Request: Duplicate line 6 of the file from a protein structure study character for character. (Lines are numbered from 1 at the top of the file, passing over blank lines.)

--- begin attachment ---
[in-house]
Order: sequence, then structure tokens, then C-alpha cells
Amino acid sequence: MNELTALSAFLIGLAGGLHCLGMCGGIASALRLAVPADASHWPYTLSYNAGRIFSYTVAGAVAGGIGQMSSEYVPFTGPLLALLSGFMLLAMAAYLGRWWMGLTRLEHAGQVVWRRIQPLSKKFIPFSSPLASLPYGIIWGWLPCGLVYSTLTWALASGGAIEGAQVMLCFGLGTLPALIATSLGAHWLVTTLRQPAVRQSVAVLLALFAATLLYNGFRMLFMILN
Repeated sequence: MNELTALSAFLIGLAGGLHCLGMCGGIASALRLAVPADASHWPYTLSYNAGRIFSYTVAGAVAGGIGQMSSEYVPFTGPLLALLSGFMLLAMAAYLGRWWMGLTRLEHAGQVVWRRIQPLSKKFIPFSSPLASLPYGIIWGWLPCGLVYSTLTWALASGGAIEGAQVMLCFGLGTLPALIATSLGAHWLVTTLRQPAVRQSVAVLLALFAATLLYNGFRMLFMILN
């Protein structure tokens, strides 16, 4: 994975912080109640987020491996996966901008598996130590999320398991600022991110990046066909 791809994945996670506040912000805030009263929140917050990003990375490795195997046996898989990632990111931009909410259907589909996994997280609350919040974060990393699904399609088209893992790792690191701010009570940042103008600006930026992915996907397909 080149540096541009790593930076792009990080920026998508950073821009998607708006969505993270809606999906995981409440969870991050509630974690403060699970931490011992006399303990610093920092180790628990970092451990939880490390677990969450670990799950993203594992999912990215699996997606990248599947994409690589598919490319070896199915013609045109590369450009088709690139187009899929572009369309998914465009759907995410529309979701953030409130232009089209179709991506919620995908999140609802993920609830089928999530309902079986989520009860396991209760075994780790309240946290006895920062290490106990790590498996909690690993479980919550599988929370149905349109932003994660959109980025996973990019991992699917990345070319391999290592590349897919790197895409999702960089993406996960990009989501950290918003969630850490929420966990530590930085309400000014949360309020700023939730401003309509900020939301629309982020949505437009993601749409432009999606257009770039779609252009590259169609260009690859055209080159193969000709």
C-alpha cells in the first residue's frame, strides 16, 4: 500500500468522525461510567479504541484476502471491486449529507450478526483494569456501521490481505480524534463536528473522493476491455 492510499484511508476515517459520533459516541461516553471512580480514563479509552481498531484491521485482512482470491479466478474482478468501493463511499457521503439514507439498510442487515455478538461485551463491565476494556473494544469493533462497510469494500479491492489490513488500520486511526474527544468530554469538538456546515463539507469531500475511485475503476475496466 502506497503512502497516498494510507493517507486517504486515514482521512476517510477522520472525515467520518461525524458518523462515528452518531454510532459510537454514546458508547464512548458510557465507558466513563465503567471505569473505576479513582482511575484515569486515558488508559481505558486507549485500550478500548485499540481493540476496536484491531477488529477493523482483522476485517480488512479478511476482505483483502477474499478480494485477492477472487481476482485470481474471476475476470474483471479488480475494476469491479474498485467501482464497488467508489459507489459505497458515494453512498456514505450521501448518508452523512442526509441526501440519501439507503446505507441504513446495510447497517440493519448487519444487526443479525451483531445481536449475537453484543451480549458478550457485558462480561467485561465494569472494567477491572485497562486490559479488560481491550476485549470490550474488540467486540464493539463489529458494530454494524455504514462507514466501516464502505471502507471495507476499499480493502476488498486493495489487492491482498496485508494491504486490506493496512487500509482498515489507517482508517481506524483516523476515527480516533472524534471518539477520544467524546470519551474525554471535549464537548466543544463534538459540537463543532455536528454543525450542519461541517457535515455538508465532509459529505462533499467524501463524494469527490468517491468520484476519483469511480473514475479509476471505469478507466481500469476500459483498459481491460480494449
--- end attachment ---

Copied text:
C-alpha cells in the first residue's frame, strides 16, 4: 500500500468522525461510567479504541484476502471491486449529507450478526483494569456501521490481505480524534463536528473522493476491455 492510499484511508476515517459520533459516541461516553471512580480514563479509552481498531484491521485482512482470491479466478474482478468501493463511499457521503439514507439498510442487515455478538461485551463491565476494556473494544469493533462497510469494500479491492489490513488500520486511526474527544468530554469538538456546515463539507469531500475511485475503476475496466 502506497503512502497516498494510507493517507486517504486515514482521512476517510477522520472525515467520518461525524458518523462515528452518531454510532459510537454514546458508547464512548458510557465507558466513563465503567471505569473505576479513582482511575484515569486515558488508559481505558486507549485500550478500548485499540481493540476496536484491531477488529477493523482483522476485517480488512479478511476482505483483502477474499478480494485477492477472487481476482485470481474471476475476470474483471479488480475494476469491479474498485467501482464497488467508489459507489459505497458515494453512498456514505450521501448518508452523512442526509441526501440519501439507503446505507441504513446495510447497517440493519448487519444487526443479525451483531445481536449475537453484543451480549458478550457485558462480561467485561465494569472494567477491572485497562486490559479488560481491550476485549470490550474488540467486540464493539463489529458494530454494524455504514462507514466501516464502505471502507471495507476499499480493502476488498486493495489487492491482498496485508494491504486490506493496512487500509482498515489507517482508517481506524483516523476515527480516533472524534471518539477520544467524546470519551474525554471535549464537548466543544463534538459540537463543532455536528454543525450542519461541517457535515455538508465532509459529505462533499467524501463524494469527490468517491468520484476519483469511480473514475479509476471505469478507466481500469476500459483498459481491460480494449